Third-Person Omniscient Point of View and Anna Karenina

This Viewpoint Allows the Reader Inside the Minds of Several Characters

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The third-person omniscient point of view is a method of storytelling in which the narrator knows the thoughts and feelings of all of the characters in the story. The third-person is not the same as the third-person limited, a point of voice that adheres closely to one character's perspective, usually the main character's. 

Through the use of the third-person omniscient viewpoint, a writer is able to bring to life an entire world of characters and give them significant depth and meaning.

As such, it's an excellent literary device to aid in character development. This is an especially useful literary device in complicated stories when the writer is introducing the reader to a plethora of characters. Using the third-person omniscient point of view, the narrator is able to relate information to the reader about each character that some of the characters in the story might not know about each other.

This device takes what might be a difficult and complicated writing endeavour and turns it into a more manageable one.

Third-Person Omniscient in 'Anna Karenina'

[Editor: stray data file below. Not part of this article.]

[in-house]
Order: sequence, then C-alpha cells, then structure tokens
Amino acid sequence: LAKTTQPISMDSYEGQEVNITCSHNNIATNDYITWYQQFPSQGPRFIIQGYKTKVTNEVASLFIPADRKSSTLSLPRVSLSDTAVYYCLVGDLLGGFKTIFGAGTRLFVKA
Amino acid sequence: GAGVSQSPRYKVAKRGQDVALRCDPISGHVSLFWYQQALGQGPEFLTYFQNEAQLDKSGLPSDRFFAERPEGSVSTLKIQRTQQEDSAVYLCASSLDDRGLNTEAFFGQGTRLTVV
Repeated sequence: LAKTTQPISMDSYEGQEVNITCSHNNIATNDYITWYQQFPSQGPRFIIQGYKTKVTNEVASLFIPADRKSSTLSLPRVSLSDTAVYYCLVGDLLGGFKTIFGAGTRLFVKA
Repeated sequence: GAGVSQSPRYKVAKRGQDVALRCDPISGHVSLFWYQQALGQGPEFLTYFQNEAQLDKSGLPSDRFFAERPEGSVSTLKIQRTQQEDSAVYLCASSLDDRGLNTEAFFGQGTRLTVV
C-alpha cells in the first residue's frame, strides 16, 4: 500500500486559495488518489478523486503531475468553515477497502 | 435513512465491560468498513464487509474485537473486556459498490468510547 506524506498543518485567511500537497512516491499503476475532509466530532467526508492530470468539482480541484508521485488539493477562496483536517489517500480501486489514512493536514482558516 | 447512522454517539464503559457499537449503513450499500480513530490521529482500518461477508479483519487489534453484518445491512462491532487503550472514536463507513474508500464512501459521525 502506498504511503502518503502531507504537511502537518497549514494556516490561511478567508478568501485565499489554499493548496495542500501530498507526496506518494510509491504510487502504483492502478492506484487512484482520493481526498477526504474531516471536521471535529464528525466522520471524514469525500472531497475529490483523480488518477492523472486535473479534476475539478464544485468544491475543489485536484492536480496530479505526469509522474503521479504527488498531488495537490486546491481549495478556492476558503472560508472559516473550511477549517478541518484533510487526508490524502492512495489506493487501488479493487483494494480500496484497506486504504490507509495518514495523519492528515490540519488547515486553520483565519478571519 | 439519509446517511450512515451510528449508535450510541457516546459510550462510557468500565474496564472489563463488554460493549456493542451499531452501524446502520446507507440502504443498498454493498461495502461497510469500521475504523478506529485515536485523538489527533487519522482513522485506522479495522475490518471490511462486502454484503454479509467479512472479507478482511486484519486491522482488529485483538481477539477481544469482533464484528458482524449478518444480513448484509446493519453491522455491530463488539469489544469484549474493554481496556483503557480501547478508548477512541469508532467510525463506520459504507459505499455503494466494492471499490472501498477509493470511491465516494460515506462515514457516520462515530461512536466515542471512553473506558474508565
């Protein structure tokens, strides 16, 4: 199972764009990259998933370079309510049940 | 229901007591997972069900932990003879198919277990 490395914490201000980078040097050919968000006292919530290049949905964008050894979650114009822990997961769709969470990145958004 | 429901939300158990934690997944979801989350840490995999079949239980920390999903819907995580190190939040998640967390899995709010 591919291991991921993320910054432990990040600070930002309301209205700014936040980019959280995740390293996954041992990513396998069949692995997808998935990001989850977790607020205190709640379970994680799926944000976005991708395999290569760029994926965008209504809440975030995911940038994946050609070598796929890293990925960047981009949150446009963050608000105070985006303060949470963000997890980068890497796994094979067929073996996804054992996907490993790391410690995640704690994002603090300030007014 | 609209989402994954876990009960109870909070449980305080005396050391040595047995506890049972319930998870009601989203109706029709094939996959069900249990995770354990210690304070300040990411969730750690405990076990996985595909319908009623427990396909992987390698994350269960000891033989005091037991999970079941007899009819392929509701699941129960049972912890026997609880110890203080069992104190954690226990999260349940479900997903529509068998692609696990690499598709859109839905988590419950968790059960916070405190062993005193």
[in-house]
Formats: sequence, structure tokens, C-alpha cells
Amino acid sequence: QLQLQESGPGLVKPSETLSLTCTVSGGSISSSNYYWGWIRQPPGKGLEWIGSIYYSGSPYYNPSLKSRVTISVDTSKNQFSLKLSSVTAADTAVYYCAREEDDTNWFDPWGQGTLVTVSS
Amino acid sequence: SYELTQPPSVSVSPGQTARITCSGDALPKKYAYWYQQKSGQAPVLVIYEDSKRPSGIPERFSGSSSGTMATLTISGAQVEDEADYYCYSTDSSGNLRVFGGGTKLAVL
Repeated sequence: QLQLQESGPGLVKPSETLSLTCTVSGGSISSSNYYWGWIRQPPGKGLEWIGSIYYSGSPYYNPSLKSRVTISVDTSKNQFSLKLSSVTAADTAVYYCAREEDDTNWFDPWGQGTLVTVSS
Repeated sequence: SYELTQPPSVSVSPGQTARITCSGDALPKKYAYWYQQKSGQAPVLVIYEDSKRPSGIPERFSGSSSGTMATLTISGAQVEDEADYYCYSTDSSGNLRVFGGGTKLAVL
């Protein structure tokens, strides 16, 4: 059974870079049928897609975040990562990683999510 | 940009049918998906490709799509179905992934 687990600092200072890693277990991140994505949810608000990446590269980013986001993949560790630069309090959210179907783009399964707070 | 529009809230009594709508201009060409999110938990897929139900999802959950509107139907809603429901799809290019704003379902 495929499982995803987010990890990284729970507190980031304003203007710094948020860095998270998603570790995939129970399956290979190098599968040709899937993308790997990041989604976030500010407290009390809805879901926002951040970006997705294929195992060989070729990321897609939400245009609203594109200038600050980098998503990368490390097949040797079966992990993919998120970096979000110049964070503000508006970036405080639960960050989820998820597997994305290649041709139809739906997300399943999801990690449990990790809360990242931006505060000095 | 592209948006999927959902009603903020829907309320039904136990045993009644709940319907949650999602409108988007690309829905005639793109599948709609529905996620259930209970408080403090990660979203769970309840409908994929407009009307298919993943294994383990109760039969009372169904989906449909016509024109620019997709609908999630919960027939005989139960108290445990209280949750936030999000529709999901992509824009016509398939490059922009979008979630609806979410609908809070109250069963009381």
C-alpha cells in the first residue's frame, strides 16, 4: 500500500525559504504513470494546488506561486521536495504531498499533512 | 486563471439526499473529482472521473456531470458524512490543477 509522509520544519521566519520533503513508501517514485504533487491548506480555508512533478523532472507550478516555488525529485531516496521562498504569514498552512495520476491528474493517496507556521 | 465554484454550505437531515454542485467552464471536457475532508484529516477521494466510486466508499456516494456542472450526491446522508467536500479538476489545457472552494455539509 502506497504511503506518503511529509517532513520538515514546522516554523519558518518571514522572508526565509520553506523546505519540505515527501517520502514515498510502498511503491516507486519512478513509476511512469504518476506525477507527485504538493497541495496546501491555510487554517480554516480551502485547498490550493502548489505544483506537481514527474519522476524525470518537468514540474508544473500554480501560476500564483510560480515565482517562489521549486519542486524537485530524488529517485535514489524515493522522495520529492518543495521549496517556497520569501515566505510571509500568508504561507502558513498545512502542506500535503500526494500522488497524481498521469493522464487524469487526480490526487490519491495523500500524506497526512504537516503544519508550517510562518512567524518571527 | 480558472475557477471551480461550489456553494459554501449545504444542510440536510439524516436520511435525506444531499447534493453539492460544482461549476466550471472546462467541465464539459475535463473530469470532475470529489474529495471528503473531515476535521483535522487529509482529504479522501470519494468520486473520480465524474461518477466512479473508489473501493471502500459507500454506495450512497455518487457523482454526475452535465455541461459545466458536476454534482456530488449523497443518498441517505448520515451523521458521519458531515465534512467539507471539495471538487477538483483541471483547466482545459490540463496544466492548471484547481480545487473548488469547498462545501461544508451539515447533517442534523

A prime example of the third-person omniscient point of view is Leo Tolstoy's renowned and character-heavy novel "Anna Karenina" which is told from multiple points of view.

Learning About a Character From Anna's Point of View

Some sections of the novel are told from Anna's point of view:

'"All the same, he's a good man, truthful, kind and remarkable in his sphere,' Anna said to herself, going back to her room, as if defending him before someone who was accusing him and saying that it was impossible to love him.

'But why do his ears stick out so oddly? Did he have to have his hair cut?"'

"Exactly at midnight, when Anna was still sitting at her desk finishing a letter to Dolly, she heard the measured steps of slippered feet, and Alexei Alexandrovich, washed and combed, a book under his arm, came up to her."

"'It's time, it's time,' he said with a special smile, and went into the bedroom."

"'And what right did he have to look at him like that?' thought Anna, recalling how Vronsky had looked at Alexei Alexandrovich."

Learning About a Character From the Narrator

In "Anna Karenina" many other points of view (besides the character Alexei Alexandrovich) are given equal importance. Here's a look at another major character in the classic novel, Konstantin Levin, told entirely by the narrator, without dialogue:

"The house was big, old and Levin, though he lived alone, heated and occupied all of it. He knew that it was even wrong and contrary to his new plans, but this house was a whole world for Levin. It was the world in which his father and mother had lived and died. They had lived a life which for Levin seemed the ideal of all perfection and which he dreamed of renewing with his wife, with his family."

Other Novels Told in Third-Person Omniscient

If you want to expand your knowledge base about writing in third-person omniscient point of view there are many excellent examples in literature to choose from. Here are a handful of well-known classic examples.

"Anna Karenina" by Leo Tolstoy

"Little Women" by Louisa May Alcott

"The Scarlet Letter" by Nathaniel Hawthorne

"1984" by George Orwell

"Pride and Prejudice" by Jane Austen